Intel Corp. and Microsoft Corp. are partnering with academia to create two Universal Parallel Computing Research Centers (UPCRC), aimed at accelerating developments in mainstream parallel computing, for consumers and businesses in desktop and mobile computing.
Parallel computing brings together advanced software and processors that have multiple cores, which when combined can handle multiple instructions and tasks simultaneously. Although Microsoft, Intel and many others deliver hardware and software that is capable of handling dual- and quad-core-based PCs today, in the coming years computers are likely to have even more processors inside them.
The new research centers will be located at the University of California, Berkeley (UC Berkeley), and the University of Illinois at Urbana-Champaign (UIUC). Microsoft and Intel have committed a combined $20 million to the Berkeley and UIUC research centers over the next five years. An additional $8 million will come from UIUC, and UC Berkeley has applied for $7 million in funds from a state-supported program to match industry grants.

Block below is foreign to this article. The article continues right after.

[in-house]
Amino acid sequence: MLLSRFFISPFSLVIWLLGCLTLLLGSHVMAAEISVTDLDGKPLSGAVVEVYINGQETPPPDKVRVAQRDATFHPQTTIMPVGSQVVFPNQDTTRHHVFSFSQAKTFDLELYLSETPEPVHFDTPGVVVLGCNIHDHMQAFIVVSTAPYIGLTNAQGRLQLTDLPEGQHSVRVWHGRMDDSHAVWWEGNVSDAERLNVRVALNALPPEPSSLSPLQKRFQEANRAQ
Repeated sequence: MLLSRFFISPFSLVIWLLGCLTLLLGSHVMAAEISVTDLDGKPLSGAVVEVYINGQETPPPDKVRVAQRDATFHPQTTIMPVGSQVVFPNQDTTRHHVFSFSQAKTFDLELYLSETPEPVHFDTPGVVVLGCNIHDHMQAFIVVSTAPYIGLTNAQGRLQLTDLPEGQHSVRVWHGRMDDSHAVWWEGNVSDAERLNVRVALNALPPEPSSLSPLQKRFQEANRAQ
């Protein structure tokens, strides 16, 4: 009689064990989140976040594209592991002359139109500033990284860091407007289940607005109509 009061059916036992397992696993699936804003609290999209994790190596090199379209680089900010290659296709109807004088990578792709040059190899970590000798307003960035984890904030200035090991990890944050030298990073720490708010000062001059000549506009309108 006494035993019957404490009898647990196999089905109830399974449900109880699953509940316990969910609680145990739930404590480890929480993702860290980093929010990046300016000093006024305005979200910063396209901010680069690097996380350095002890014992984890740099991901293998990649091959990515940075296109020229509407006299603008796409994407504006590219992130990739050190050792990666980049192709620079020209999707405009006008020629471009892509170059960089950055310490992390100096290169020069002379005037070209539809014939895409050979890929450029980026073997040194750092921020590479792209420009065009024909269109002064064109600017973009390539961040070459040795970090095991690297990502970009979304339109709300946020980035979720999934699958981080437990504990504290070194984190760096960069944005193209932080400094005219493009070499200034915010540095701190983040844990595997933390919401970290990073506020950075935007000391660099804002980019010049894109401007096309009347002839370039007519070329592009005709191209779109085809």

Research will focus on advancing parallel programming applications, architecture and operating systems software. This is the first joint industry and university research alliance of this magnitude in the United States focused on mainstream parallel computing.
"Intel has already shown an 80-core research processor, and we're quickly moving the computing industry to a many-core world. Working with Microsoft and these two prestigious universities will help catalyze the long-term breakthroughs that are needed to enable dramatic new applications for the mainstream user. We think these new applications will have the ability to efficiently and robustly sense and act in our everyday world with new capabilities: rich digital media and visual interfaces, powerful statistical analyses and search, and mobile applications. Ultimately, these sensing and human interface capabilities will bridge the physical world with the virtual," said Andrew Chien, vice president of Intel Research.